Posted 23rd June 2022 | 1 Comment

Second national rail walkout after new talks fail



Train services are being reduced to emergency timetables on main lines for a second day after a new round of talks between the RMT, Network Rail and train operating companies failed to make progress.

The dispute, over jobs and pay, means that today’s strike will disrupt services in every part of Britain, with no trains running in Dorset or Cornwall, much of East Anglia, and also on most lines in Scotland and Wales.

Limited services are running on some main lines, but there are no trains west of Cardiff or to Holyhead, or west of Plymouth. Although ScotRail and Transport for Wales are not involved, most of their routes are closed because no Network Rail signallers are available.

Transport secretary Grant Shapps has been criticised because he has not intervened directly but is allegedly controlling the negotiations from behind the scenes. However, Railnews understands that the Treasury is now overseeing railway finances rather than the Department for Transport.

RMT general secretary Mick Lynch said: ‘Grant Shapps has wrecked these negotiations by not allowing Network Rail to withdraw their letter threatening redundancy for 2,900 of our members. Until the government unshackle Network Rail and the train operating companies, it is not going to be possible for a negotiated settlement to be agreed.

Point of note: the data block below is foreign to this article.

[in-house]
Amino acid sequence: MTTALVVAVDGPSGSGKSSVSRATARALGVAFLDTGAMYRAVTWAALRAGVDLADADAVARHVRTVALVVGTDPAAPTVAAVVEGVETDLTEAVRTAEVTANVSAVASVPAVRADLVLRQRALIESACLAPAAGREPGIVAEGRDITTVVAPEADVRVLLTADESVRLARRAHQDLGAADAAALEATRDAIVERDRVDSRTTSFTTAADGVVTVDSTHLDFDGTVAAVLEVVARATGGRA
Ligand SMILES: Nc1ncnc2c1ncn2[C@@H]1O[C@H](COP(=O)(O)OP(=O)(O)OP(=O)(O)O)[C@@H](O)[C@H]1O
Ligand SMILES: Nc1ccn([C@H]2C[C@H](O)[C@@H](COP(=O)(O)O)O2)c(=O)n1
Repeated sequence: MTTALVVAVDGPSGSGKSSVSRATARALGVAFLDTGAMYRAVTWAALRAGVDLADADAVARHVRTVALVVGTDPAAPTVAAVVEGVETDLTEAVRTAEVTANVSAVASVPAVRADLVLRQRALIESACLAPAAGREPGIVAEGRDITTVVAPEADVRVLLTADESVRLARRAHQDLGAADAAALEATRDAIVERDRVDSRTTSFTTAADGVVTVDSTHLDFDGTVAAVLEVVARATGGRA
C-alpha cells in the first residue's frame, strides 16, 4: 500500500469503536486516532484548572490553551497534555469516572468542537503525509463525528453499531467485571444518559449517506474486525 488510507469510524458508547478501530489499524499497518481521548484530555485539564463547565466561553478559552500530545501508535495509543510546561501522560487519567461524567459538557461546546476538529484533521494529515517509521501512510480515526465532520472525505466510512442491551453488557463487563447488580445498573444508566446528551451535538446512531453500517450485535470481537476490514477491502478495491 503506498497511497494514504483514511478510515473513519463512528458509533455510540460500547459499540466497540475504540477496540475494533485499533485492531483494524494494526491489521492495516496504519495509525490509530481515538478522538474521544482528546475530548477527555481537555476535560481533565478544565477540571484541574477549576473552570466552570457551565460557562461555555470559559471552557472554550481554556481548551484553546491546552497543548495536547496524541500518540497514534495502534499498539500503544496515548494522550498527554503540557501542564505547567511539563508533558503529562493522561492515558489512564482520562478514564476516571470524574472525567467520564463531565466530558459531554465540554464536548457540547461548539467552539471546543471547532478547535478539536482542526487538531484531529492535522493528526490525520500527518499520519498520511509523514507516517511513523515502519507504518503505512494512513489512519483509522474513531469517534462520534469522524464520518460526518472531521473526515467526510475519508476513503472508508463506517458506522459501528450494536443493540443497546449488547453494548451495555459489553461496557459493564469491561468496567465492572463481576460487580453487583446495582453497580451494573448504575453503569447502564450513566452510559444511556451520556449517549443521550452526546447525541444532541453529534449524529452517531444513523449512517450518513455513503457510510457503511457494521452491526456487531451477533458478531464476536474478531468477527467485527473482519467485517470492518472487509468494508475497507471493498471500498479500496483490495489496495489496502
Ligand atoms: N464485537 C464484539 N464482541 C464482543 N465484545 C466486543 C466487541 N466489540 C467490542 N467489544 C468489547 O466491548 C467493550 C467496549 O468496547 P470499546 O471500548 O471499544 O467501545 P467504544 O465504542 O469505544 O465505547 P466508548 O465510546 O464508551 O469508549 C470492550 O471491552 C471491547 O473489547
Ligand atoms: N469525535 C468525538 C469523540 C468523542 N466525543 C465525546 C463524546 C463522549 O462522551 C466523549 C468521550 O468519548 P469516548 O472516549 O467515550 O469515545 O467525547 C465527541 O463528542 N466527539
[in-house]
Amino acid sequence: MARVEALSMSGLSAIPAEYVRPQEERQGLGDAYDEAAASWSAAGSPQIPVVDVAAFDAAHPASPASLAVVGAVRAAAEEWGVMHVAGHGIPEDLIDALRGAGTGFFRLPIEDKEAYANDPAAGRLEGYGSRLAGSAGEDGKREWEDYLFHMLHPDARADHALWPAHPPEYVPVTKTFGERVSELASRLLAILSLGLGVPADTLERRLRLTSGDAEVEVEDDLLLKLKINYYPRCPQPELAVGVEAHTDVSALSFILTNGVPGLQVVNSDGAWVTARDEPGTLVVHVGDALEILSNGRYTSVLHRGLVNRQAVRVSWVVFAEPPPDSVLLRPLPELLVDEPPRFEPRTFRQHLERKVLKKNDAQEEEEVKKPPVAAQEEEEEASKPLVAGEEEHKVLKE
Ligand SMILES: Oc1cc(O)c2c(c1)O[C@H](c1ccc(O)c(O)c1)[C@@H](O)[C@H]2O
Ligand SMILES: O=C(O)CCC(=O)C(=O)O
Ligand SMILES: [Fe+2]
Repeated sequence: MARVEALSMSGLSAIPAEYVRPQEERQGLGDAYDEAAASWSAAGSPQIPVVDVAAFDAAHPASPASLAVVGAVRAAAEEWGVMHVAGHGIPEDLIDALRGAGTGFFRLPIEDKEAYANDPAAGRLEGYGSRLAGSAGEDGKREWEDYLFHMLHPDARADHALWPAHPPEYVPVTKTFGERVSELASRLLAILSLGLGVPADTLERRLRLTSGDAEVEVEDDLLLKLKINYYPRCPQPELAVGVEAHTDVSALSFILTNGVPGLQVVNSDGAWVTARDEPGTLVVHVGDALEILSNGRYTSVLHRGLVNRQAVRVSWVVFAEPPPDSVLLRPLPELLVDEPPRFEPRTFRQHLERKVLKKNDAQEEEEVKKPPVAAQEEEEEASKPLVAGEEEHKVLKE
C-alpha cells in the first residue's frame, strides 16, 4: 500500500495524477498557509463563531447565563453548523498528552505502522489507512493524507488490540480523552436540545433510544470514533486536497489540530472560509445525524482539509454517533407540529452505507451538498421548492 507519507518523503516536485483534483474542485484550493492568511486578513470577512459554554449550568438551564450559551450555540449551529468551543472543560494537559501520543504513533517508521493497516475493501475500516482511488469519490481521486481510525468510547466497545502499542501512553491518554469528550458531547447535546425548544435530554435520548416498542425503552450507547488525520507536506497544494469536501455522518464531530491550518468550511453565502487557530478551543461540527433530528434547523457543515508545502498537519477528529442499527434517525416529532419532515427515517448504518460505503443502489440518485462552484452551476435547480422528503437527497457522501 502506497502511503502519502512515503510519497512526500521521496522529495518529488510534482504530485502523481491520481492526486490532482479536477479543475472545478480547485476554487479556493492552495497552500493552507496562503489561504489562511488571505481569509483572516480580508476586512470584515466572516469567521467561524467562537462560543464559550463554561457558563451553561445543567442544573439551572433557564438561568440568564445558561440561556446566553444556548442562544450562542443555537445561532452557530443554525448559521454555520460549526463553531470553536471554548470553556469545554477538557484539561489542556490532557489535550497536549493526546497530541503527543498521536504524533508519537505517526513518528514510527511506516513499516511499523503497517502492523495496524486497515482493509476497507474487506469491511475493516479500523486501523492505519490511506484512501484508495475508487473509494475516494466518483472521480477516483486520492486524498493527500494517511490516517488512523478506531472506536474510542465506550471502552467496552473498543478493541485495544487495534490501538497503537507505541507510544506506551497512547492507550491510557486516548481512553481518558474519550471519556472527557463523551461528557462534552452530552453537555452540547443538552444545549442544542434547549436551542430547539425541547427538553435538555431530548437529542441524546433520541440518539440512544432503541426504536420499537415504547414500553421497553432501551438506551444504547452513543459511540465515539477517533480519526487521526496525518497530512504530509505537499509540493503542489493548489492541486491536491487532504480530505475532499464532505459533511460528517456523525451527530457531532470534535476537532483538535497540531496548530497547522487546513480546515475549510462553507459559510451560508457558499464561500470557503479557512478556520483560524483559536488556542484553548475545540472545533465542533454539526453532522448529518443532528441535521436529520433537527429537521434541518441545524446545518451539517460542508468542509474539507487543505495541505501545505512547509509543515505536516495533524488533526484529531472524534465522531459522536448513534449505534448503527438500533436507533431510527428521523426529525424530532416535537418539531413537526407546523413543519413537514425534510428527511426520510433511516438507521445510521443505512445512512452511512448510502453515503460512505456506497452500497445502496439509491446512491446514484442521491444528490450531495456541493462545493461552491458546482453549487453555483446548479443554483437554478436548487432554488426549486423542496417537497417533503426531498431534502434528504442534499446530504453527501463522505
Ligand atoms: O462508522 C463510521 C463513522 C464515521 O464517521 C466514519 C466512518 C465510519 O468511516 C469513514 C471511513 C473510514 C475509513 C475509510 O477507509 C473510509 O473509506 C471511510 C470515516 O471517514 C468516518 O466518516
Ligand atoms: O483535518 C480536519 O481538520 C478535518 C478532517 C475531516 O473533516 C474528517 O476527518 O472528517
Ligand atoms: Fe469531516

‘We will continue with our industrial campaign until we get a negotiated settlement that delivers job security and a pay rise for our members that deals with the escalating cost of living crisis.’

Network Rail chief executive Andrew Haines has said that maintenance jobs are being reduced because new technology means fewer staff are needed. He has undertaken to cut the number of posts by voluntary severance or retirement, adding that anyone wishing to stay would be offered fresh training and a different job within Network Rail.

He is reported by the Daily Telegraph to have added that poor productivity was the problem, continuing: ‘We are such an archaic industry in many of our working practices we can offer a good pay rise to our colleagues and good value for the taxpayer if only we can get sensible reforms in.’ 

Unless there is a breakthrough in the meantime, a third national walkout is set to be staged on Saturday.

Reader Comments:

Views expressed in submitted comments are that of the author, and not necessarily shared by Railnews.

  • Tony Pearce, Reading

    I know the Media has been full of stories about the rail strikes, but here in Reading it has been a non-event. The roads are much clearer than ever as well. All my Family have to use cars for work, and they all left earlier thinking it would be bad but it isn't. Everyone seems to be coping extremely well. Covid lockdowns taught us how we didn't need the railways. Although I've gone back to using rail for leisure travel, all those trips can just as easily be done by car. The only thing that annoys me about using my car is phoning up Ringo to pay for Parking Fees.

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